The Intrepid Sea, Air & Space Museum presents a Virtual Astronomy Live program on Thursday, June 17, 5:30-7:00pm (Eastern Time).
Topic: Astronauts Dig Dirt
What are the tools needed for collecting samples? What is the training needed to prepare for this type of human exploration?
Hear from scientists who are planning/conducting training, designing collector tools, and developing methods and science objectives for the astronauts to collect samples (dig in the dirt and rocks) on the Moon (and eventually Mars).
**A pre show will take place at 5:00pm (Eastern Time) with an interactive demonstration from Intrepid Museum educator.**
John “Das” Gallowayis a science outreach communicator who specializes in live, interactive video content. He is the creator of the Kerbal Space Academy, where he uses video games as a tool to start science and engineering conversations with viewers of all ages, and VECTORS Virtual Field Trips, which brings real-time interactive video to museums, events, and historical locations. “Das” also serves as a host and producer for NASASpaceflight.com.
Summer Ash has been both a rocket scientist and an astrophysicist. She is a freelance science writer and communicator whose work has been published in The Atlantic, NBC News, Smithsonian, Now.Space, Scientific American, Slate, and Nautilus.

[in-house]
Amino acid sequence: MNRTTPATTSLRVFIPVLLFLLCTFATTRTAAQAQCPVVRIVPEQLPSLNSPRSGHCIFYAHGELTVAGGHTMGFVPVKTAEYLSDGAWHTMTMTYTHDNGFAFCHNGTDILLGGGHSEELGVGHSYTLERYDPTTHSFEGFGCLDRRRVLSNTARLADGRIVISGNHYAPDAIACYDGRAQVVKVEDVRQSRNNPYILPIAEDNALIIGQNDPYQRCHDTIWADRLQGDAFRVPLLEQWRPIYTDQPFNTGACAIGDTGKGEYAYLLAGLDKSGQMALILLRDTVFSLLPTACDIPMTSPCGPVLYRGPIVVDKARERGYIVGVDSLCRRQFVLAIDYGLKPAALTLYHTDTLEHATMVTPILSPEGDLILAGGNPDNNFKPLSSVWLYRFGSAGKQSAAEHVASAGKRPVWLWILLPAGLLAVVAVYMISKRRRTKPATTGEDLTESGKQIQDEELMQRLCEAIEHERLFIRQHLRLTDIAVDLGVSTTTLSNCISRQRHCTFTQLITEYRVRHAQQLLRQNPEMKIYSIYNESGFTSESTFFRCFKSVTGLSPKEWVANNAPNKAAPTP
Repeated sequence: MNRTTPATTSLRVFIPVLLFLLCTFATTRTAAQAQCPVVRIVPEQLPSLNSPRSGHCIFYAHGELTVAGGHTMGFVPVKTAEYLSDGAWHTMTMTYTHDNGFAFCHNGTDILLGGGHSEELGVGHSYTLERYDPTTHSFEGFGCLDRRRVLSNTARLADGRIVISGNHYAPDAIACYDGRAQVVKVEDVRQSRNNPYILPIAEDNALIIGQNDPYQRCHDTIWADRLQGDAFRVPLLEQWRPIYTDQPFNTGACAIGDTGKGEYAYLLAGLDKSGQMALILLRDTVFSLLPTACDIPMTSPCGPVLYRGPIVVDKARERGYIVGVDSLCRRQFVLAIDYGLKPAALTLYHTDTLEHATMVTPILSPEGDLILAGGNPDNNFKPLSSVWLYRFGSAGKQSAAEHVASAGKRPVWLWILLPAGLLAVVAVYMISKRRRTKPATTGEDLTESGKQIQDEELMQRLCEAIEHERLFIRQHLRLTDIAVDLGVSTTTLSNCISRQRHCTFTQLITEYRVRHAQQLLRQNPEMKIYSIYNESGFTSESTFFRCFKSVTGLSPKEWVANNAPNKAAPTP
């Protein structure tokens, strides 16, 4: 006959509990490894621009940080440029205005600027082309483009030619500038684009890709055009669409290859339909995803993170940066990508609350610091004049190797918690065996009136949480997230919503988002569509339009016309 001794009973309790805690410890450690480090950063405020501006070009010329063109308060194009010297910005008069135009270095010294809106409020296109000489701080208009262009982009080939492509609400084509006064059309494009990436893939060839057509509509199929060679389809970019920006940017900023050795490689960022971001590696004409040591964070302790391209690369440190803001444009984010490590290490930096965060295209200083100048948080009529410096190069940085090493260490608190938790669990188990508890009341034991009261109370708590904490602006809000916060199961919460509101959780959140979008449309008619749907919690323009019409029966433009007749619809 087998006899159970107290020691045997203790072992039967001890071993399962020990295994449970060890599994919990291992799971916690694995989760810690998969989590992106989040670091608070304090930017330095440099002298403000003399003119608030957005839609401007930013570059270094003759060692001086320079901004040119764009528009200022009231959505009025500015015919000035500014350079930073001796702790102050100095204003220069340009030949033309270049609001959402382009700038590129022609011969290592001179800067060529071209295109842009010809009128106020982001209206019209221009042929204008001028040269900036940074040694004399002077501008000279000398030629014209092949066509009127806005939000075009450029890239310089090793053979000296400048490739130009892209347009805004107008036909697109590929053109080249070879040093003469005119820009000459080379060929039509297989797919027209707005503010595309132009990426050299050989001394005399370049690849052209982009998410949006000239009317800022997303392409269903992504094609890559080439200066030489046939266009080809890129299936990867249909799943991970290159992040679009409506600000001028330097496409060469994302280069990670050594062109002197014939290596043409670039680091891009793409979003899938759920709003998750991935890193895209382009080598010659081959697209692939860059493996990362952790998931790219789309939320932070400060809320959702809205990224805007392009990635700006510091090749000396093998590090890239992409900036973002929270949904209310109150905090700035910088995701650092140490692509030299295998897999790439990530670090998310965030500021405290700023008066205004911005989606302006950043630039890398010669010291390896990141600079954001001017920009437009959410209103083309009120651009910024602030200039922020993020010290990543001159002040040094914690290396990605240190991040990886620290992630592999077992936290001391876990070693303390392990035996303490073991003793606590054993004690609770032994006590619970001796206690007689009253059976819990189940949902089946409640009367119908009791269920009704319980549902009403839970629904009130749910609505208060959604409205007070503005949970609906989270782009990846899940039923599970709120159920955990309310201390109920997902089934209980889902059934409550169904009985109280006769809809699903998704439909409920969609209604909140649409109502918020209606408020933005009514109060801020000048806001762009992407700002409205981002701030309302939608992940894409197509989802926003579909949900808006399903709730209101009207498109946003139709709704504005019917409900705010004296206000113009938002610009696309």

Kelsey Young is a Research Space Scientist at NASA Goddard Space Flight Center. Young’s research focuses on the integration of science into human exploration. Specifically, Young investigates the science questions, tools and instruments, and operational concepts for the crewed exploration of other planetary surfaces. She conducts and leads fieldwork in impact cratered and volcanic terrains, investigates the incorporation of handheld and field portable technologies into human exploration, and serves as a classroom and field instructor for NASA’s astronauts. Young has served in leadership roles in several of NASA’s analog missions, which simulate human exploration in high-fidelity analog environments (from volcanic fields in Arizona to underwater habitats off the coast of Florida), and is currently preparing for the exploration of the lunar surface with the Artemis program.
Trevor Graff is the Chief Scientist for Jacobs in the Astromaterials Research and Exploration Science (ARES) Division at NASA's Johnson Space Center. Trevor has participated on five missions to Mars; including roles as science team member, instrument payload lead, and most recently as a project manager for unique flight hardware on the Mars 2020 rover. Additionally, he helps coordinate the tool, techniques, technologies, and training required for human exploration as part of the next generation of lunar exploration with NASA’s Artemis program. Trevor is a human test subject for space suits and exploration concepts and has served as a crewmember on several of NASA’s analog missions (including living and working for weeks in the world’s only undersea research habitat). Additionally, Trevor has served over 16 years in the United States Army.
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